Tuesday, February 7, 2012

Istanbul/Gallipoli weekend

You’ve got to love living in a place where you can hit Istanbul for the weekend… Well, it was a three day weekend and a bit extravagant at about $250 round trip for the 2 ½ hour flight, but…

Turkey again, wow—third time in a year for us, and fourth time in Istanbul ever. We love Turkey, love traveling here. This time it is short—only two days, one for Istanbul and one to visit Gallipoli, scene of  the senseless slaughter of tens of thousands of Turks, Australians, New Zealanders, Brits and French during WW I.

It makes for a very long day trip from Istanbul.  On the way we stop at a rest area catering to tourists. Staff in the gift shop speak some English, German and Japanese.

The trip was particularly moving for our Australian friend Nicole
Poorly planned and coordinated, Gallipoli was ignored by politicians (notably Winston Churchill) in favor of the Western front, and plagued by bad luck as well.  The area has been made into a national park. It remains a symbol of the vain quest to overpower and control.

This lists the dead in one cemetery whose names were known; most there were buried anonymously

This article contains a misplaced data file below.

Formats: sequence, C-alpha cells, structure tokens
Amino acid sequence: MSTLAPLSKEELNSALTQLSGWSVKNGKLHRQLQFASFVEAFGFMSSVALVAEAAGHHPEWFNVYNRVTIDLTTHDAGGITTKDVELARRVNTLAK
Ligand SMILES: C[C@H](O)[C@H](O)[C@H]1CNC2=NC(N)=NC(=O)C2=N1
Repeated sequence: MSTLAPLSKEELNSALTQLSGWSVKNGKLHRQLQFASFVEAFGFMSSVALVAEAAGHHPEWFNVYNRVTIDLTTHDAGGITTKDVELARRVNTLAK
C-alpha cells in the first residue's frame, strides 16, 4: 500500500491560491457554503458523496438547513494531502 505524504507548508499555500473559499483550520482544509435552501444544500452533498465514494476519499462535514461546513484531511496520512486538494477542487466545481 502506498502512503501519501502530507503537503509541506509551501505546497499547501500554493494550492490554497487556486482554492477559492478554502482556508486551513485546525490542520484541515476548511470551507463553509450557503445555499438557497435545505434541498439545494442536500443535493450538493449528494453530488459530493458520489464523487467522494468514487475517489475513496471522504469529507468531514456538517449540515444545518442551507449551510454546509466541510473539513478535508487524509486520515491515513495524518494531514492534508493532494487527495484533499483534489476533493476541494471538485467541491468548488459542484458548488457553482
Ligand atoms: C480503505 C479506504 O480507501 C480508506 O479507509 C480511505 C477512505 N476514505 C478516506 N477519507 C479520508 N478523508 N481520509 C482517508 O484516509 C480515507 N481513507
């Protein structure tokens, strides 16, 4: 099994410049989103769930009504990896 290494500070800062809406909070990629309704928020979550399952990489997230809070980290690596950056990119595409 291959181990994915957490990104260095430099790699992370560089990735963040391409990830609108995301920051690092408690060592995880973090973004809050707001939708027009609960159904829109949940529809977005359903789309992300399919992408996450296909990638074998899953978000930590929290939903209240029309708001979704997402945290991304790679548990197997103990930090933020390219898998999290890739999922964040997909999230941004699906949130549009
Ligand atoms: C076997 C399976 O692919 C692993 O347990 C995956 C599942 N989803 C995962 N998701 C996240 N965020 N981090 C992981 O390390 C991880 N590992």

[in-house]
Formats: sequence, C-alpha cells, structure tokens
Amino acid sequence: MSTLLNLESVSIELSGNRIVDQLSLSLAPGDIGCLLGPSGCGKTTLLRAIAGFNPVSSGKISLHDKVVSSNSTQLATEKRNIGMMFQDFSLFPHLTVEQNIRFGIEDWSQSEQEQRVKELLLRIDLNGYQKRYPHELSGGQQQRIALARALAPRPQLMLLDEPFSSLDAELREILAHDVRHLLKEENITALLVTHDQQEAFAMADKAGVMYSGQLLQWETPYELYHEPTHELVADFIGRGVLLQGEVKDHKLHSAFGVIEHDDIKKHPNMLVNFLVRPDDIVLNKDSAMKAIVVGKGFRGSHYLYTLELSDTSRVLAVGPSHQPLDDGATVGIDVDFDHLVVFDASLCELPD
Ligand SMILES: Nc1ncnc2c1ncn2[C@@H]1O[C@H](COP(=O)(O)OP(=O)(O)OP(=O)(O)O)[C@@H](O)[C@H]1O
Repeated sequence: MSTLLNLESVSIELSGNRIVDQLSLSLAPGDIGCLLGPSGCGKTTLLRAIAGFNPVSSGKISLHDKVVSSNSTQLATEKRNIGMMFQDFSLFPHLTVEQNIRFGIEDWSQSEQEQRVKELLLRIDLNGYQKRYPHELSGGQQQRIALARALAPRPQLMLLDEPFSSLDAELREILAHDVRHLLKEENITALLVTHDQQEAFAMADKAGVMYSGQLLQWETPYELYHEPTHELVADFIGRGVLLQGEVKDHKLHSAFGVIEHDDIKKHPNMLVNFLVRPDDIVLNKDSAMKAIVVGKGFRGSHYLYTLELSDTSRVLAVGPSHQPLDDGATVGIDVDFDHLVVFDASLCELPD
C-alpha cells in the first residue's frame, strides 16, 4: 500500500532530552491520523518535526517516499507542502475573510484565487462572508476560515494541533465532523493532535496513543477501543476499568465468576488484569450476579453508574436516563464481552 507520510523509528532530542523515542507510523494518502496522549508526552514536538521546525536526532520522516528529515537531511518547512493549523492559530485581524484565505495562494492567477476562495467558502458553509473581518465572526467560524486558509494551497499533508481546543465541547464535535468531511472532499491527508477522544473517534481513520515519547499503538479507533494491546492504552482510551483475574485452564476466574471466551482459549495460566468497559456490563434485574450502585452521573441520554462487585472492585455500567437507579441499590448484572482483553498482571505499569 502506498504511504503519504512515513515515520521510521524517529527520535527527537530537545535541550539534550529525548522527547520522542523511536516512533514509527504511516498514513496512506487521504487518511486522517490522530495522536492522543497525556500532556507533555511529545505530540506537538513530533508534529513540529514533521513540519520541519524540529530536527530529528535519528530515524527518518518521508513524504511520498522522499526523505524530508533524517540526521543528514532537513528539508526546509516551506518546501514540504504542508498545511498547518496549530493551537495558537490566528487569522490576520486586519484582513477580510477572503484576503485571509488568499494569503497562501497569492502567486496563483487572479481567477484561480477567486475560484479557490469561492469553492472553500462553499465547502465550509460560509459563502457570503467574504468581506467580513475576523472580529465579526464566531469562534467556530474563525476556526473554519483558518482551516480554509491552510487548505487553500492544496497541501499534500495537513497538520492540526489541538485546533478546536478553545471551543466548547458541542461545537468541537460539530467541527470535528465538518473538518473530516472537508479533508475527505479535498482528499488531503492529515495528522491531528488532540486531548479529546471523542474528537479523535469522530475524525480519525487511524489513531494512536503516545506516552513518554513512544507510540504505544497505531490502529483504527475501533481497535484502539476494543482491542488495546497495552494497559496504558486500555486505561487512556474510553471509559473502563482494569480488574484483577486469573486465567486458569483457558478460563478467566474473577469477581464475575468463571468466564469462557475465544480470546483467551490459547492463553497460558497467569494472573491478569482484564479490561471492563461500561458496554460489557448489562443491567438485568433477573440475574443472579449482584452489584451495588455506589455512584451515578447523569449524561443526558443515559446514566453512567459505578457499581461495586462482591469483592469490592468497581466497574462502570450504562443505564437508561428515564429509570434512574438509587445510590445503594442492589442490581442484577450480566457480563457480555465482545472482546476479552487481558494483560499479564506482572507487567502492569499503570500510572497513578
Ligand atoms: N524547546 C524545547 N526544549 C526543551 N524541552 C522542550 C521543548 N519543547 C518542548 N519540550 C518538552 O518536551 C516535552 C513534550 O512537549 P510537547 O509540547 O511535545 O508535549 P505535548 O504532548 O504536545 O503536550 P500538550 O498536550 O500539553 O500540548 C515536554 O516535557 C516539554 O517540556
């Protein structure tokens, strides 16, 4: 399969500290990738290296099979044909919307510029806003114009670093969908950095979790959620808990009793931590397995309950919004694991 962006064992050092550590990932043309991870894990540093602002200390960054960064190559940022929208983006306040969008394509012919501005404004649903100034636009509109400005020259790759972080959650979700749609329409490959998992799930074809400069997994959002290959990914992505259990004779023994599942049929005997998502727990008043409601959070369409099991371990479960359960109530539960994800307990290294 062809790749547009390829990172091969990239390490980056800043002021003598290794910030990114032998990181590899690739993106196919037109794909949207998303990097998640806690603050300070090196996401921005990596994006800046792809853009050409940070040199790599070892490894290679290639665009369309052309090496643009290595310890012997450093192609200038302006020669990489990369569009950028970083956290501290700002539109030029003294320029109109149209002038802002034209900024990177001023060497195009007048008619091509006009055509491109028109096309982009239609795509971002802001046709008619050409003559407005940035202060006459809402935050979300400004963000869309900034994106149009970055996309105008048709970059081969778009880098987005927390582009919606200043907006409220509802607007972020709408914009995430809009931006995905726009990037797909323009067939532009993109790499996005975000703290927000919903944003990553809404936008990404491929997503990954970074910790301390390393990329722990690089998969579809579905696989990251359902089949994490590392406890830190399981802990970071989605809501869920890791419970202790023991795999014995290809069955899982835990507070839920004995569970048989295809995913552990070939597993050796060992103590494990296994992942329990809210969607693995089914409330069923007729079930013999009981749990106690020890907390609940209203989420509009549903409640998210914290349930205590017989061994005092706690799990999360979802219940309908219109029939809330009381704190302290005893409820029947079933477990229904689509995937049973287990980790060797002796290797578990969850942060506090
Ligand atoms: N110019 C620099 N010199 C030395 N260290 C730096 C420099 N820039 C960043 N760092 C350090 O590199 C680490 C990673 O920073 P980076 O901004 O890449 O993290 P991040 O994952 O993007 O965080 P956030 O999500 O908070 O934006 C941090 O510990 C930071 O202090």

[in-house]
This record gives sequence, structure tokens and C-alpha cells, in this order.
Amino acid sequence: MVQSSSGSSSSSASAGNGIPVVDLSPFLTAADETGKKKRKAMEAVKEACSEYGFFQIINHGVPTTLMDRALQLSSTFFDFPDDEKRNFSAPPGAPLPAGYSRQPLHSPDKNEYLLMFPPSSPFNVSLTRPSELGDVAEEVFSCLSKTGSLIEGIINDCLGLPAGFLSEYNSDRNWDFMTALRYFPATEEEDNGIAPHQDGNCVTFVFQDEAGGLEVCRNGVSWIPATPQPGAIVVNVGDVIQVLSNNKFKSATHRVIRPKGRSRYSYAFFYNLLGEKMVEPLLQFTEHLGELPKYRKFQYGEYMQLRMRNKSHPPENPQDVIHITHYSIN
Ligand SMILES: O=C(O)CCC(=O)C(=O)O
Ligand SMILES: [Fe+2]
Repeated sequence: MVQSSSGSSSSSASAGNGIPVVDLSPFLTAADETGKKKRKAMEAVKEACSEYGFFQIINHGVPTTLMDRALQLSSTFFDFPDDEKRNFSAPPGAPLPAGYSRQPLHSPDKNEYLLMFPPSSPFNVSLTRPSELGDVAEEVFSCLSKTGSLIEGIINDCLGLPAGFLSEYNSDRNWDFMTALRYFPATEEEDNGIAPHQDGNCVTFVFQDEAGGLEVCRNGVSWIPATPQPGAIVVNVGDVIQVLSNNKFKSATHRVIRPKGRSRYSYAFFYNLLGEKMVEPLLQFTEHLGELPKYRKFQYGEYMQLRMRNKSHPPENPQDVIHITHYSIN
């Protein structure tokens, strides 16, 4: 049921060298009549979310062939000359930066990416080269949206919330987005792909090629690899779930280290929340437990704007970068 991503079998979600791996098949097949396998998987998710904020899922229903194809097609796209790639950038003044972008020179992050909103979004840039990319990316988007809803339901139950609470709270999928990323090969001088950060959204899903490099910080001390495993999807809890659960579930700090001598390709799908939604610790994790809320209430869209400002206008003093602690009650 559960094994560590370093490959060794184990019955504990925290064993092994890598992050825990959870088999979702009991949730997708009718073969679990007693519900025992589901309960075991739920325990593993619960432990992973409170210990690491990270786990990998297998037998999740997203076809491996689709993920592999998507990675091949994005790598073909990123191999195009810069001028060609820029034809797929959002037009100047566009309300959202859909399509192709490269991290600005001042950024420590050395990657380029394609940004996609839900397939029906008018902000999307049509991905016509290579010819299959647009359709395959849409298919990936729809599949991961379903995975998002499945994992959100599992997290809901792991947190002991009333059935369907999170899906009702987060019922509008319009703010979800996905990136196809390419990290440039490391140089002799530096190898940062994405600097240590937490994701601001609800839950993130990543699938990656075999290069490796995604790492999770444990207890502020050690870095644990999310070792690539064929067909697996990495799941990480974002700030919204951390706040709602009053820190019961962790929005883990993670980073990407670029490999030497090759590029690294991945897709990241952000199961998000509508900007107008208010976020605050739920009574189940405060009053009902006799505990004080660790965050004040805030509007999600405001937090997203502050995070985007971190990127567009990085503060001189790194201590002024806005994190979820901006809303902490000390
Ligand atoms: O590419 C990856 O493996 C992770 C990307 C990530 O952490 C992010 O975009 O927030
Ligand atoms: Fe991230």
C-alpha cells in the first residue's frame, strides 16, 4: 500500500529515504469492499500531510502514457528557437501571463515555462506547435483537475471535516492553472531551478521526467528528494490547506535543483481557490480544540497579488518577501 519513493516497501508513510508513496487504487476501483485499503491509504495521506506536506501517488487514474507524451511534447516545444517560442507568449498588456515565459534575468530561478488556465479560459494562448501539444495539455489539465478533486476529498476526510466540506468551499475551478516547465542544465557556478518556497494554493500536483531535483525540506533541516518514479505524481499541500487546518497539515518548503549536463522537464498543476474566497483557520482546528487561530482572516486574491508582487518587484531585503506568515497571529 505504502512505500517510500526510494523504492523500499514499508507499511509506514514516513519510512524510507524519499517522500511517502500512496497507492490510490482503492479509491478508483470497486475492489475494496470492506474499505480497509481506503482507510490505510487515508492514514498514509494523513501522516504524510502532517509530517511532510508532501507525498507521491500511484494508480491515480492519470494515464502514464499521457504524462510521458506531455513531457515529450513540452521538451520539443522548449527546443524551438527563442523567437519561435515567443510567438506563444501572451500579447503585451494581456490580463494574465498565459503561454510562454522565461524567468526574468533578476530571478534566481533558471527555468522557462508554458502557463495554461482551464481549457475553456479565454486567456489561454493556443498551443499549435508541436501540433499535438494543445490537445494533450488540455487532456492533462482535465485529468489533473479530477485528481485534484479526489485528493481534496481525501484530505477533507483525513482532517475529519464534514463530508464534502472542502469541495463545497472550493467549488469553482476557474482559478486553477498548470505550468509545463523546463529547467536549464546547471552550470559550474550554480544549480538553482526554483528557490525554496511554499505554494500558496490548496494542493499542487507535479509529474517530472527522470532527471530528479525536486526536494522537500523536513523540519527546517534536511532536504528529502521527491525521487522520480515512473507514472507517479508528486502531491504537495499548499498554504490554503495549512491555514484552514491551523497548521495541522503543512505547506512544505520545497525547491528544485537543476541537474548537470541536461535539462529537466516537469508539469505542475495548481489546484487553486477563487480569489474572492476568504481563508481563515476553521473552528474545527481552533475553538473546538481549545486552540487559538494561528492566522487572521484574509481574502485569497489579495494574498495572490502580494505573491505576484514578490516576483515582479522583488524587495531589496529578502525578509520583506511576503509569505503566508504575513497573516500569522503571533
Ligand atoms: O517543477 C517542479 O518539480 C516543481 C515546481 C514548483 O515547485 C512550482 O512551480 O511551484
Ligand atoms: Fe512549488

Tom showing a trench
Poignancies: statue to the Turkish soldier (see photo) who, after listening to the cries of a wounded British soldier, stuck in the no-man’s land between the trench lines, raised a white flag, ventured out, picked up the man and carried him to the enemy’s trenches.


Among our small tour group was a Japanese family.  Do they think of Hiroshima, I wonder? Nagasaki?

And another monument bears the words of Mustafa Kamal, who bravely led the Turkish troops and who later, as Ataturk, father of the country,  so generously praised both the dead from both sides of the conflict: 

“Those heroes that shed their blood
and lost their lives . . .. you are
now lying in the soil of a friendly country.
Therefore rest in peace.
There is no difference between the
Johnnies and the Mehmets
to us where they lie side by side here
in this country of ours. You . . the mothers,
who sent their sons from
faraway countries, wipe away your
tears. Your sons are now lying in
our bosom and are at peace.
After having lost their lives in this land,
They have become our sons as well.

Kemal Ataturk


Then a day in Istanbul, showing our friends the sights of Sultanahmet. Here is Tom at Aya Sofia (left), which we never tire of seeing—an amazing house of worship, dedicated in 360 (no digit missing there) and with a ceiling/roof so high and broad that the architectural feat could not be repeated for 1000 years. 

And a glimpse of the Grand Bazaar.



And of the Blue Mosque. 

As we fly out, I am treated to a great view of the Bosphorus and ships lined up in the Sea of Marmara (having, presumably, passed by Gallipoli—through the Dardanelles—from the Aegean Sea) end waiting to go through.